EDISON — Come Sept. 10, schools in the Edison School District will pilot the Wingman program, a youth-led social and emotional learning experience, in memory of Dylan Hockley, one of the first grade victims of the Sandy Hook Elementary School mass shooting in Newtown, Conn., six years ago.
“We have finished three days of teacher training for the impending program,” Board of Education Vice President Beth Moroney said at a meeting on July 30. “This is a program brought to us by [Dylan’s father] Ian Hockley. Mr. Hockley has devoted his whole life [since losing his son] to making the lives of children safer and better.”
Wingman for Schools, according to its website, is a year-long cycle of experiential activities that is student-led and delivered in the classroom. The program seeks to counter the root causes of rejection, exclusion and isolation with increased empathy and compassion. Students are empowered to take the lead in their school’s climate.
The program was developed through Dylan’s Wings of Change, a foundation dedicated to the memory of Dylan Hockley, who was one of 20 children fatally shot during the tragedy on Dec. 14, 2012. Dylan, according to the website, had autism and was able to navigate the world and enjoy life so much more when those around him would step up and be his wingman.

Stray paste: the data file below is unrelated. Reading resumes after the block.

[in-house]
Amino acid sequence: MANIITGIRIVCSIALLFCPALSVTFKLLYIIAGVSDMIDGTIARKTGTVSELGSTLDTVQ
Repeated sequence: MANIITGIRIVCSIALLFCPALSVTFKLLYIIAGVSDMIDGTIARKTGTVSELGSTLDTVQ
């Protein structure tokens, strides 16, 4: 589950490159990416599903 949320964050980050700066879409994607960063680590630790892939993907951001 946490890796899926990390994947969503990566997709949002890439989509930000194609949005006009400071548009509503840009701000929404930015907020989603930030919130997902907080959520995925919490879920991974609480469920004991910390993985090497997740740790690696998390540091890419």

Moroney said the program is the social and emotional piece the board believes is important for school safety.
“We don’t only want to put people with guns in our buildings to protect our children, we want to help the children respect each other and live better lives,” she said.
Moroney said the Wingman program is a student-geared program with teacher champions who have volunteered their time to help the students.
“The kids will be teaching the kids and this is a program to teach empathy to help students identify adults whom they can trust and go to in case there is a problem in the school and to improve the school climate,” she said.
“I have done all the training and all we did was laugh and have fun and remember what it is like to be children. That is the most important component because in order for this to be successful, the adults involved have to think like a kid,” Moroney said.
Herbert Hoover Middle School will be the first school to start, followed by Edison High School.
Moroney said students will design activities to address specific needs, such as anti-bullying activities or stress relief activities in the school.
“On the elementary school level, the program is scripted so it’s much more across the board for everyone,” she said. “The little guys really aren’t capable of identifying what is wrong in the school climate.”
Moroney said her fellow board members and Superintendent of Schools Richard O’Malley supported the move to pilot the program in Edison’s schools.
Board President Jerry Shi thanked Moroney for taking on the initiative and the lead for the program.
“I think moving forward, it will have a very positive, long-term effect in all the schools in the district,” Shi said. “I encourage all the principals and staff to work with [Moroney] and the trainers to get familiar with the program.”
Moroney and Shi said they welcome other school districts who are interested in the program for training.